“Everyone does benefits nowadays,” Darren offers. Radio stations do it, bands do it, “comics are probably the only ones who don’t…”  In the same way that live music venues are cyclical, comedy venues are, too, and at a time when Sydney’s  just lost a couple of decent rooms – one is only temporarily closed, for the winter, the other, an ideal Sunday evening gig, sadly gone for good – Darren’s taking this opportunity to remind punters of the great comedy room he runs. Although Darren has a bit of a theory as to some of the contributing factors to the comedy cycle. “We haven’t had good, big, locally-produced comedy on television in many years,” he says, referring to the type of program that grabs everyone, the way Master Chef does, and the way things like Comedy Company – broadcast on a Sunday evening as the kind of show the whole family would sit around and watchand Fast Forward used to.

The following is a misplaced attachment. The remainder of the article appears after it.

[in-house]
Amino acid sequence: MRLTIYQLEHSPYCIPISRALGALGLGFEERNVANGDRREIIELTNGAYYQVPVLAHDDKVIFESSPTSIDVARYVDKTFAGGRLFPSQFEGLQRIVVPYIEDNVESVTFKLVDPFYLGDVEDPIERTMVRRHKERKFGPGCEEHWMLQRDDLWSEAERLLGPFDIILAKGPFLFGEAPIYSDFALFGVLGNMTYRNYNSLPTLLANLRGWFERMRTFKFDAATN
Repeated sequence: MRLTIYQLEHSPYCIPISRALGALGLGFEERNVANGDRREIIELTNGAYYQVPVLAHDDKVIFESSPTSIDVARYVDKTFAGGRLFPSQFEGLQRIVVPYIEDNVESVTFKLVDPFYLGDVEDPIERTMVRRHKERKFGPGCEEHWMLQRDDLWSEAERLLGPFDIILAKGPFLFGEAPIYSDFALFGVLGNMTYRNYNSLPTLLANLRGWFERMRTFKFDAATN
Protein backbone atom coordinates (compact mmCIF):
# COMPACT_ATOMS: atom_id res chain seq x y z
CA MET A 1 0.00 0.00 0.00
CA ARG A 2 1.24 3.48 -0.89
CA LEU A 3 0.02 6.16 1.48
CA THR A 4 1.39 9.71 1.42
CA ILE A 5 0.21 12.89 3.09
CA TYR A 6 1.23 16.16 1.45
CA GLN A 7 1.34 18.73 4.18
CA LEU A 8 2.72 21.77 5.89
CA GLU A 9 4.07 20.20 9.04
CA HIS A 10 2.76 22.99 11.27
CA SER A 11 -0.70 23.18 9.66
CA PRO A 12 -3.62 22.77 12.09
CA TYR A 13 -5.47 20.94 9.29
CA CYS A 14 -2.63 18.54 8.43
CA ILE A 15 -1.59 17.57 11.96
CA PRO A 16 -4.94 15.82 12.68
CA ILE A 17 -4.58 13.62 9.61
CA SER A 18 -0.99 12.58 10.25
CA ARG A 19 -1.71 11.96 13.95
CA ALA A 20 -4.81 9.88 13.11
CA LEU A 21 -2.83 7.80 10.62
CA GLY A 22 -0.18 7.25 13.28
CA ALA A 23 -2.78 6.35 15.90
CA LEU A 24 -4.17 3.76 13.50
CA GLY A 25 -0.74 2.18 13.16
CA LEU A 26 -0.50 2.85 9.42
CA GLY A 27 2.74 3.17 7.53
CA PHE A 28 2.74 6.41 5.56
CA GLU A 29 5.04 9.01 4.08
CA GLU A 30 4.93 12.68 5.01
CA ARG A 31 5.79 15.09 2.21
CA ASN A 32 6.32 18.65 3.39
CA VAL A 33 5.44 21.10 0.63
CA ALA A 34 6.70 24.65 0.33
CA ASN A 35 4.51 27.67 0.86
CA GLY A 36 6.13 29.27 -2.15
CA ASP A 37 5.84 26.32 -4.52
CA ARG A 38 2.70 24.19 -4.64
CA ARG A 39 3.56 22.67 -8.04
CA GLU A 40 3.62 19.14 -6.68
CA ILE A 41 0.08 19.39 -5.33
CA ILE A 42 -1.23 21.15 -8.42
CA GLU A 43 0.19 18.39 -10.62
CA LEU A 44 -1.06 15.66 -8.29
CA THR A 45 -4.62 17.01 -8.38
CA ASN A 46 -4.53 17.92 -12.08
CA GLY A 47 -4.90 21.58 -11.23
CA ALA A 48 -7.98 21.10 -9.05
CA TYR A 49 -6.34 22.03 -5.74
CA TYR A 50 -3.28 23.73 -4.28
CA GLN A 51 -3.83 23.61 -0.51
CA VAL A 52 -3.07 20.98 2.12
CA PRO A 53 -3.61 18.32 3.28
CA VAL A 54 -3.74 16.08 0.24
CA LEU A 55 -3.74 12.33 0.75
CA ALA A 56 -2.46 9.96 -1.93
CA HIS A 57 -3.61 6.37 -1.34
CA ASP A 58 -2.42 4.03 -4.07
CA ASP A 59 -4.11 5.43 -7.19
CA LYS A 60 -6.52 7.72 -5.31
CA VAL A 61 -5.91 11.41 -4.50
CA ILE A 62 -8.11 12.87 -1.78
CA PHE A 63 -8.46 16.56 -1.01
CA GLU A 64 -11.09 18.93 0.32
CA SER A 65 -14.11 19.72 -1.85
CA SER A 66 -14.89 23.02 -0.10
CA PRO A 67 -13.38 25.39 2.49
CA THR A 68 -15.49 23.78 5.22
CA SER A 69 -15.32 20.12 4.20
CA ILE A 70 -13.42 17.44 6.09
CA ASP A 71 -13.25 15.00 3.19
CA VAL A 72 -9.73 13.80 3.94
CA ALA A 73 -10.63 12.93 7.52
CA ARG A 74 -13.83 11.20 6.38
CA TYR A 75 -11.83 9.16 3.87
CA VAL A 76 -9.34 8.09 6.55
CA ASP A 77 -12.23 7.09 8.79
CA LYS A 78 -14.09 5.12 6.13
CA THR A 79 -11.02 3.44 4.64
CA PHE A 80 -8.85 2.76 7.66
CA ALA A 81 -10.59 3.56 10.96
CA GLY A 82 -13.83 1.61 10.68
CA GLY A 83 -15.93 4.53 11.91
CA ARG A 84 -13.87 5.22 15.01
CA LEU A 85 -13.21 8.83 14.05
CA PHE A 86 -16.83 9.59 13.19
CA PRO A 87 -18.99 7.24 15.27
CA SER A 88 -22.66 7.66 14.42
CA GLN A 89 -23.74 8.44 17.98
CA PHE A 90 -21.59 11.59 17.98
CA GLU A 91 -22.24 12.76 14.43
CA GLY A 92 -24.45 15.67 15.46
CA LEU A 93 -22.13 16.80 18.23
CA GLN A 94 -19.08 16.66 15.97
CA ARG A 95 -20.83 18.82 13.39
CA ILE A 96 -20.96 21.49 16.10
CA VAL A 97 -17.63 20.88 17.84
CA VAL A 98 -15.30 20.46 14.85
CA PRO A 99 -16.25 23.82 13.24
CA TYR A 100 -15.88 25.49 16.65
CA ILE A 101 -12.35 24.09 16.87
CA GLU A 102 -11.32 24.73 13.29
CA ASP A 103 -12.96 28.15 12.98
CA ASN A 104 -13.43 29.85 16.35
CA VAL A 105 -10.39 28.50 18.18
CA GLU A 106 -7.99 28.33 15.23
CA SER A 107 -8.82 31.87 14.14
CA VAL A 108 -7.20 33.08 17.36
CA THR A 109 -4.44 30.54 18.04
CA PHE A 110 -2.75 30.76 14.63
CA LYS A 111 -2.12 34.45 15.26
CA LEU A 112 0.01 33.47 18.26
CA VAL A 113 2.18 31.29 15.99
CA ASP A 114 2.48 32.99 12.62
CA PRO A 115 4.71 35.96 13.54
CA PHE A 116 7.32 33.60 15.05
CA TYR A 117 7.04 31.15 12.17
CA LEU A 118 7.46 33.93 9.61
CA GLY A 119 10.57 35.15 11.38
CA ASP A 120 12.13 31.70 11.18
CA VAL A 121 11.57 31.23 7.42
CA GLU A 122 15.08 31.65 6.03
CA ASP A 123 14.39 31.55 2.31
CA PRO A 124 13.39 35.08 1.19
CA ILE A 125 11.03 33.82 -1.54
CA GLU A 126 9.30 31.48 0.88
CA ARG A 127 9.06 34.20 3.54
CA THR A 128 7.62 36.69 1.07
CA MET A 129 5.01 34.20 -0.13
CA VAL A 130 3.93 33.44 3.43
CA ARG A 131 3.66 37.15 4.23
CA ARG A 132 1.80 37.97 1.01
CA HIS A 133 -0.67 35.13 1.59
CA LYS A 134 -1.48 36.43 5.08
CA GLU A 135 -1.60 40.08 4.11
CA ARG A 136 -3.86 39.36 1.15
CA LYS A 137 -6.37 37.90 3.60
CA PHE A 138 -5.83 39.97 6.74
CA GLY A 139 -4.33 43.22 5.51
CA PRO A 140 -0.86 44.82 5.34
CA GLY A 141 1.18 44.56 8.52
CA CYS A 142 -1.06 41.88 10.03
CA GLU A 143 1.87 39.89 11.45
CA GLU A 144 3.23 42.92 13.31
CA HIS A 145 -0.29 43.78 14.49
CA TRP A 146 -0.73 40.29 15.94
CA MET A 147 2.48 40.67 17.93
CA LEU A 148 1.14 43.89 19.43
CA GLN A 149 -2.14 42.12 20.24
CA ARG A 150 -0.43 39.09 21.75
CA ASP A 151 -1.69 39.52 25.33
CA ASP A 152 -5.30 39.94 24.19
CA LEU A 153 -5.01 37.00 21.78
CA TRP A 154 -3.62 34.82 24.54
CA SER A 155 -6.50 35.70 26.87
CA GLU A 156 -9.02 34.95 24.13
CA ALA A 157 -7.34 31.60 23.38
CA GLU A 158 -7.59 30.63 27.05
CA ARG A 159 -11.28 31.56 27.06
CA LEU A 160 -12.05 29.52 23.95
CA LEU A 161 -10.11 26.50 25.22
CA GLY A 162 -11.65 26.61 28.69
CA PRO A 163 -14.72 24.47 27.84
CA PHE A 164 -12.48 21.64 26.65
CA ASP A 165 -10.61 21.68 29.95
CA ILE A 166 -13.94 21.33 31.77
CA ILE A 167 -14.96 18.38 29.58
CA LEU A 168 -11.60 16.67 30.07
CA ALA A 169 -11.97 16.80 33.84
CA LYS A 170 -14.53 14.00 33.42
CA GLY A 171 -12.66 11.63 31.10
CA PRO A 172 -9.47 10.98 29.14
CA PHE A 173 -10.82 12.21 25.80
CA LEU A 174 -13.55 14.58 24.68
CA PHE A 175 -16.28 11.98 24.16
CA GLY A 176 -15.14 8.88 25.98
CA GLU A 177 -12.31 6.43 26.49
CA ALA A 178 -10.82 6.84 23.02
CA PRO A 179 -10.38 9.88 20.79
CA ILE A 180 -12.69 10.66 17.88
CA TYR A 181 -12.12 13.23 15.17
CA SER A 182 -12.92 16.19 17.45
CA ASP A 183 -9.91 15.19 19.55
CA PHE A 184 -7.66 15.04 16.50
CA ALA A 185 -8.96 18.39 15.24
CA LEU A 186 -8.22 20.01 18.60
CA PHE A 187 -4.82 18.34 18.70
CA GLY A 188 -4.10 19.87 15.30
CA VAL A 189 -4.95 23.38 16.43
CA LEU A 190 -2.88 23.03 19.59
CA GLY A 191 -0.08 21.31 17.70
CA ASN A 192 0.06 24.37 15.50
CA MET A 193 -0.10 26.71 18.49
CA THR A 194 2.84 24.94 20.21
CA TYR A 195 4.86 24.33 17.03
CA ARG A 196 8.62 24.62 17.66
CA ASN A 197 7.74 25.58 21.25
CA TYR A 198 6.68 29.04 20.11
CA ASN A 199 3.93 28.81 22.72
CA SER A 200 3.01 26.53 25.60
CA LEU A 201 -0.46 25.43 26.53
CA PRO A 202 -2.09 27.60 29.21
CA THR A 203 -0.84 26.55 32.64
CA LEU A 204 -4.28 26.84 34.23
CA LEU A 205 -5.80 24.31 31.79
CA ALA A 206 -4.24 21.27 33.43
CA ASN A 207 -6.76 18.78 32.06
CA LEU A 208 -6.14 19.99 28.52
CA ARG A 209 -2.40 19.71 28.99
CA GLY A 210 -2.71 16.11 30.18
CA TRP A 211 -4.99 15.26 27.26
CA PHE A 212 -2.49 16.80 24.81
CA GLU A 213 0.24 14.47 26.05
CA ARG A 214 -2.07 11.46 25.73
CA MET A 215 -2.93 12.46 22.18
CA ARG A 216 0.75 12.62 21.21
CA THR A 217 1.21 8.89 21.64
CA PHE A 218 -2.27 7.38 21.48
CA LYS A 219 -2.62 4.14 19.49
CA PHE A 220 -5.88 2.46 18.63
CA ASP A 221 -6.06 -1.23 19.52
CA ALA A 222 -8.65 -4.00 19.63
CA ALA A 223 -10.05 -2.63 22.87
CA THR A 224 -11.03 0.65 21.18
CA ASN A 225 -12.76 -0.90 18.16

“There’s a lot of crime shows on telly now, and there are a lot of crimes being committed; you’d think someone would wake up to that,” he says. “When Comedy Company started, it blitzed 60 Minutes, because people were a bit sick of all that. Now is a perfect time to do it.” Of course, Darren says, adopting a position many a talented comic should, when a station does make a comedy, rather than hiring comedians, they tend to employ actors. “Maybe they don’t trust comics,” he says. As someone running a comedy room and having to depend on comics, he laughs, “I’ve learned not to trust them either”.

The vibe of the Laugh Garage reminds me of all great comedy rooms – places comics like to hang out even when they’re not performing; where you can learn watching other people at work. “That’s the way the Harold Park used to be,” Darren says, remembering the days of one of Sydney’s most important comedy venues. The Comedy Store offered the same ‘family’ atmosphere. And if a venue doesn’t make comedians – irrespective of their style – feel at home, it may just come down to the attitude of comics.